Election campaigns are a great time to engage in public conversation on all manner of issues. On September 20th, the next government will receive a mandate from voters, and our sector in particular is well-positioned to promote the interests of communities to both the public and to those who will soon be tasked with approving and implementing public policy for the critical few years to come.
In recent years, some of the rules of engagement for charities and nonprofits during federal election campaign periods have changed. Here, we outline what is important to know. Elections Canada has also produced a comprehensive Questions and Answers document providing an overview of Third Party regulations and obligations (for more detail, see their June 2021 Handbook).
Charities still cannot engage in partisan activity
Under the Income Tax Act, charities are not permitted to engage in either direct or indirect partisan activity (see here for some examples of each), and the same goes for election season. However, the nature of electoral campaigns can make this challenging to discern.
- Do not express support for a candidate, political party, or party leader; including encouraging your community to vote for or against;
- No door-to-door canvassing or get-out-the-vote activities;
- Election surveys conducted for the purpose of supporting a candidate or party are off-side;
- Do not use your charity’s resources to support a candidate or party, including donations or tickets to fundraisers;
- When hosting events or debates with candidates, ensure all parties are invited.
The above rules on partisanship do not apply to nonprofits.
When do you need to register as a Third Party Advertiser?
Elections Canada has rules on what they call Third Party Advertising, and these apply to both nonprofits and charities. If your organization plans to promote public policy positions between now and election day, it is important to know under what conditions you’ll need to register - and to consider this as soon as possible.
Nonprofits and charities do not need to register in order to continue with their standard paid advertising that is unrelated to the election. For example, the promotion of fundraising appeals is considered unregulated activity, as is advertising your services or upcoming events.
Advocacy-related communications such as news releases, website pages, or website content and the free use of a social media account or free video placement on a site such as YouTube, also do not trigger the need to register. Similarly, all candidates debates or other events that discuss policy issues are not regulated activities so long as they aren’t partisan.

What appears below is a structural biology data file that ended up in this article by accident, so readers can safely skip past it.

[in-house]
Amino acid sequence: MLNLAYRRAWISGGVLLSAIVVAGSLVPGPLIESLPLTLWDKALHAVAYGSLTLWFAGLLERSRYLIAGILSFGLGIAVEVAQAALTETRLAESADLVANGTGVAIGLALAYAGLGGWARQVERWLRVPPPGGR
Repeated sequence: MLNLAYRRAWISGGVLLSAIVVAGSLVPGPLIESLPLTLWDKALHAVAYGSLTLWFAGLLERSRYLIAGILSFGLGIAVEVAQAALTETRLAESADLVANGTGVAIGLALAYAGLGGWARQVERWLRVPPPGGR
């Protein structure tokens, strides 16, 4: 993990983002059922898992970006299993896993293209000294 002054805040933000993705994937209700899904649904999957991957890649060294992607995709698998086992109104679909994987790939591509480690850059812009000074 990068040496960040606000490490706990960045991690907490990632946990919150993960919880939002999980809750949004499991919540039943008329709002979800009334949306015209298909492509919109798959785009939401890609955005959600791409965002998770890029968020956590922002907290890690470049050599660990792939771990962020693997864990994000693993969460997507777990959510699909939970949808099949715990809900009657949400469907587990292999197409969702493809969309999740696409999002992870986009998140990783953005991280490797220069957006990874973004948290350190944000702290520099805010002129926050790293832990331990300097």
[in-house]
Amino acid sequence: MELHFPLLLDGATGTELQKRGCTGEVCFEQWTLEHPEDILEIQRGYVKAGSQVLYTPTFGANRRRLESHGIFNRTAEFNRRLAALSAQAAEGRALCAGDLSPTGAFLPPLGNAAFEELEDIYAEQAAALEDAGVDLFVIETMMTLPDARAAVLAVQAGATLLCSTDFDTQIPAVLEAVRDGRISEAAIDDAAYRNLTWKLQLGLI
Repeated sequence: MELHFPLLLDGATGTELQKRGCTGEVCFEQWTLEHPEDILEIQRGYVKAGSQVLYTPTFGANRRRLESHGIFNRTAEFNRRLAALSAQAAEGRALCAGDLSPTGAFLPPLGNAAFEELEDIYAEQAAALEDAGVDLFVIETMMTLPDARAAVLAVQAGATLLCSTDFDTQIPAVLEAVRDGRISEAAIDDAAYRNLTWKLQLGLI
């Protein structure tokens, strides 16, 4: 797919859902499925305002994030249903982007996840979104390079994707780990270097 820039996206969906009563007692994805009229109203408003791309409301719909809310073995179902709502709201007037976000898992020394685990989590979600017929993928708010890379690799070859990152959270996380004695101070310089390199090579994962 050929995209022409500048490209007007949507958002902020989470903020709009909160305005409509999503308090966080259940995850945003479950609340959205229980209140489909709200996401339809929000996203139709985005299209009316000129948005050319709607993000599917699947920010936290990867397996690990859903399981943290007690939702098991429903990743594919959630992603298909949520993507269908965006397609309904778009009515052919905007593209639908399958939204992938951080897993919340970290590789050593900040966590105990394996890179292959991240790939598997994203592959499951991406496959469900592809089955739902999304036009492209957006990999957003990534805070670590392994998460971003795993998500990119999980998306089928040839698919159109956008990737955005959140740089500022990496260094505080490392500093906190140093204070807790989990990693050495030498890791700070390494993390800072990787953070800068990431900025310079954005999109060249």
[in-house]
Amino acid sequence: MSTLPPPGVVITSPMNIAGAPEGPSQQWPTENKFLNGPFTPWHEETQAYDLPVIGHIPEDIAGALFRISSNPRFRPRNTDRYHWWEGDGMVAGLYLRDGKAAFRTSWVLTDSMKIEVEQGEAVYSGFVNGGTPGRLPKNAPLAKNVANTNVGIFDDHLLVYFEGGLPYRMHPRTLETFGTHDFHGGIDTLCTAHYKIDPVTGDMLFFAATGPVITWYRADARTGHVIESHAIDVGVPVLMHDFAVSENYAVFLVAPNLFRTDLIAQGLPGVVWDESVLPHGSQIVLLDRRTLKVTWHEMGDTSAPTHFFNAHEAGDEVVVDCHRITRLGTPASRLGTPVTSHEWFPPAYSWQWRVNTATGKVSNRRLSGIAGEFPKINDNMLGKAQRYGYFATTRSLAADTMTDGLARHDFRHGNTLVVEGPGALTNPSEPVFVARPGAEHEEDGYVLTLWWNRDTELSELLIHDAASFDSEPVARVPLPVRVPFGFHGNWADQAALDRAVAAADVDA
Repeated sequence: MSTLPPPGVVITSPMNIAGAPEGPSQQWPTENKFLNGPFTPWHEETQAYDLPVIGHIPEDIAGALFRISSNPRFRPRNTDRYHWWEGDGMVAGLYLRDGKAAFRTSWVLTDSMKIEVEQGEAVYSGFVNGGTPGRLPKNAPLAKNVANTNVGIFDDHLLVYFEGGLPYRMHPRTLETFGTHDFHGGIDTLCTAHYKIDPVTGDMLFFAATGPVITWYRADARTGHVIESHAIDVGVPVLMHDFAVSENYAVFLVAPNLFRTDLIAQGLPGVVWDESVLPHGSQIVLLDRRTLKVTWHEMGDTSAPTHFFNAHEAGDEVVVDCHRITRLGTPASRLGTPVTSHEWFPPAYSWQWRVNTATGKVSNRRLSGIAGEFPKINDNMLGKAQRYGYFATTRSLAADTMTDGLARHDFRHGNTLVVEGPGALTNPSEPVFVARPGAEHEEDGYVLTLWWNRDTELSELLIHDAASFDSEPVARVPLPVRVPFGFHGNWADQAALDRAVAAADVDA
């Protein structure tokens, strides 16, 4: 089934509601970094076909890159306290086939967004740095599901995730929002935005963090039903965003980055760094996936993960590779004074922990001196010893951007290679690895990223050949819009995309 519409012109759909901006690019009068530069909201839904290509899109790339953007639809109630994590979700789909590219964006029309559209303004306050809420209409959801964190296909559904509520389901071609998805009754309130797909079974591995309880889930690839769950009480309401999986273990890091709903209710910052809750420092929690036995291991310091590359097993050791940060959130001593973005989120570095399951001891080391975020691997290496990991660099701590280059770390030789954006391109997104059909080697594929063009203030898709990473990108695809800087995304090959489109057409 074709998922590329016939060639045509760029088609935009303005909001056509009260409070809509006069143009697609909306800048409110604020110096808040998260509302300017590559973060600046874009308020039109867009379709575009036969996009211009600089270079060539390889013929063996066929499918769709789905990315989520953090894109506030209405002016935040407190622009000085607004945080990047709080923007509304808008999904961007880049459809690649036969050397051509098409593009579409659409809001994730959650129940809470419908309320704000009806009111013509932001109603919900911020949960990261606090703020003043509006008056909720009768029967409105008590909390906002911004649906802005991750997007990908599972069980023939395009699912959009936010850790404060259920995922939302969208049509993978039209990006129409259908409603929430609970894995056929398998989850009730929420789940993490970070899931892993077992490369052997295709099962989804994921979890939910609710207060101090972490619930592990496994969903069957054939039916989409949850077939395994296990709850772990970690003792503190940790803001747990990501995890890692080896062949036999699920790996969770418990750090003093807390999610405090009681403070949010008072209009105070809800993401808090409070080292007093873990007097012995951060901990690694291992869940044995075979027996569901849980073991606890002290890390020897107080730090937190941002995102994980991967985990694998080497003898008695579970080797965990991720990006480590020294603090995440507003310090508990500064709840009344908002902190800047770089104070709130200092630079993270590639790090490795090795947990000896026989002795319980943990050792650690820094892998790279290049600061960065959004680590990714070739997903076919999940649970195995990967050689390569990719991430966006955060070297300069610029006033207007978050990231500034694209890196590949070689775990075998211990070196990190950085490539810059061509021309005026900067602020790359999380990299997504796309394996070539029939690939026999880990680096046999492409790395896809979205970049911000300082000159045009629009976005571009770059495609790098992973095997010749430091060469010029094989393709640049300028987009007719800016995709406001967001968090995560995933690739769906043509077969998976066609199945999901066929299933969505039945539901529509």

All organizations need to register if they take a position on a public policy issue that is known to be associated with a candidate or political party (even if they are not mentioned), and spend more than $500 on issue advertising. As a general rule, advertising would have a placement cost (such as sponsored or boosted content). It can include promoted social media posts, radio or television spots, paid newspaper placements, flyers or other print materials. If a candidate or party becomes associated with the topic of your issue advertising activity at some point during the campaign, you then need to register (again, refer to Elections Canada’s June 2021 Handbook for more detail and examples).
Your nonprofit or charity needs to register if it conducts an election survey of the public on a policy issue with which a candidate or party is associated, and if the results are used to consider whether to engage in regulated activities.
Nonprofits need to register if they engage in partisan activities during the campaign period (of course, this does not apply to charities as they can never be partisan). Demonstrations, rallies, phone trees and communications expressing direct support for or opposition to candidates or parties would qualify as partisan activity.
If Third Party Advertising conditions are met by your organization (again: if your nonprofit is planning partisan activity; if your nonprofit or charity plans to pay more than $500 for advertising of policy positions associated with a candidate or party), the requirement to register as a Third Party Advertiser comes into effect once the work begins, and as early as the day the writ drops. Be aware: registration will require a resolution from your board, and there are spending limits as well as reporting requirements.
If you plan to carry out any of the regulated activities described above, look into what it will take to register and comply: Tools for Third Parties.
Finally, “political activities” are a thing of the past
The idea that charities cannot do advocacy is a persistent myth that limits the ability of many organizations to advance sustainable change in service of their causes. A few years ago, the Income Tax Act changed to remove the concept of political activities by registered charities. As long as the public policy work you do is in furtherance of your charitable purpose as accepted by the Canada Revenue Agency, there are no longer government-imposed limits on how much of this work you do (unless the work undertaken is during an election period and trigger Third Party Advertising regulation, as described above).